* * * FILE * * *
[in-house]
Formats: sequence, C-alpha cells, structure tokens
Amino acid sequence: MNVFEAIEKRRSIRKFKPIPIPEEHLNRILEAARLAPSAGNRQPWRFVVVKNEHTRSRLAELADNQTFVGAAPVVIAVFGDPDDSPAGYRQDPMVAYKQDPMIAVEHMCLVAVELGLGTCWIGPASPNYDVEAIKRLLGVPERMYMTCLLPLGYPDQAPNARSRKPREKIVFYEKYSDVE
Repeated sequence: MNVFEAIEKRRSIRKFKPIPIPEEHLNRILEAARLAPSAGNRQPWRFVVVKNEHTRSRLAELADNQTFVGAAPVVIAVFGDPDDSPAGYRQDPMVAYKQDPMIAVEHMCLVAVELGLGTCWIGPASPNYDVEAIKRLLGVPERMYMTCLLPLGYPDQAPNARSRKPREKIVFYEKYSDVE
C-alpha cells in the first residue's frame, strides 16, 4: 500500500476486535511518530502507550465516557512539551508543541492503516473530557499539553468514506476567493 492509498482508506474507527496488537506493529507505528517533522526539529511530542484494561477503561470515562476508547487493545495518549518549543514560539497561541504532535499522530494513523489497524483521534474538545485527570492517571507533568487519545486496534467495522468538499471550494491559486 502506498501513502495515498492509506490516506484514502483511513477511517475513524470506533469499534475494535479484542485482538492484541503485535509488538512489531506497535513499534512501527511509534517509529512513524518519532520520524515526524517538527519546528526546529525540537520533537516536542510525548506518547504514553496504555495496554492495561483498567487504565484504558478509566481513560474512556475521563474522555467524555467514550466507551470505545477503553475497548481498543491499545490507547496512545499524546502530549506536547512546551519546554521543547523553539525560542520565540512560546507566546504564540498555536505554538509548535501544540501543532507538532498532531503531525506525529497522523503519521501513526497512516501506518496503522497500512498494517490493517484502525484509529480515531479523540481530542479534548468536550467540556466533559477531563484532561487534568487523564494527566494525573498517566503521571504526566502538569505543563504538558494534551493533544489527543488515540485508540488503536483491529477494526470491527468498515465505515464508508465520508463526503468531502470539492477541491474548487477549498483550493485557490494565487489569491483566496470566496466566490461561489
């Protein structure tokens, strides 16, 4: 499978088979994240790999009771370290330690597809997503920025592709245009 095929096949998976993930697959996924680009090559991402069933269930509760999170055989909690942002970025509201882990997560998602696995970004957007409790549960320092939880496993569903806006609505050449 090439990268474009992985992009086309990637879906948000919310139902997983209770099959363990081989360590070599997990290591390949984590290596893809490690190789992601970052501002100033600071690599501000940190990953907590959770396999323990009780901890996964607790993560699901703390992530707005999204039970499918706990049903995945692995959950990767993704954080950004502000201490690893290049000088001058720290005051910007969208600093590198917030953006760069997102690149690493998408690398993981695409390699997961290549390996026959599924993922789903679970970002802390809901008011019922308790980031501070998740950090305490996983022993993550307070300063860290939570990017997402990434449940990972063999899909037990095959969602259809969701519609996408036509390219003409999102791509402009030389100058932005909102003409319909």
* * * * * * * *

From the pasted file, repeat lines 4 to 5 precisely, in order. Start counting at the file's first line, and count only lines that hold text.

Repeated sequence: MNVFEAIEKRRSIRKFKPIPIPEEHLNRILEAARLAPSAGNRQPWRFVVVKNEHTRSRLAELADNQTFVGAAPVVIAVFGDPDDSPAGYRQDPMVAYKQDPMIAVEHMCLVAVELGLGTCWIGPASPNYDVEAIKRLLGVPERMYMTCLLPLGYPDQAPNARSRKPREKIVFYEKYSDVE
C-alpha cells in the first residue's frame, strides 16, 4: 500500500476486535511518530502507550465516557512539551508543541492503516473530557499539553468514506476567493 492509498482508506474507527496488537506493529507505528517533522526539529511530542484494561477503561470515562476508547487493545495518549518549543514560539497561541504532535499522530494513523489497524483521534474538545485527570492517571507533568487519545486496534467495522468538499471550494491559486 502506498501513502495515498492509506490516506484514502483511513477511517475513524470506533469499534475494535479484542485482538492484541503485535509488538512489531506497535513499534512501527511509534517509529512513524518519532520520524515526524517538527519546528526546529525540537520533537516536542510525548506518547504514553496504555495496554492495561483498567487504565484504558478509566481513560474512556475521563474522555467524555467514550466507551470505545477503553475497548481498543491499545490507547496512545499524546502530549506536547512546551519546554521543547523553539525560542520565540512560546507566546504564540498555536505554538509548535501544540501543532507538532498532531503531525506525529497522523503519521501513526497512516501506518496503522497500512498494517490493517484502525484509529480515531479523540481530542479534548468536550467540556466533559477531563484532561487534568487523564494527566494525573498517566503521571504526566502538569505543563504538558494534551493533544489527543488515540485508540488503536483491529477494526470491527468498515465505515464508508465520508463526503468531502470539492477541491474548487477549498483550493485557490494565487489569491483566496470566496466566490461561489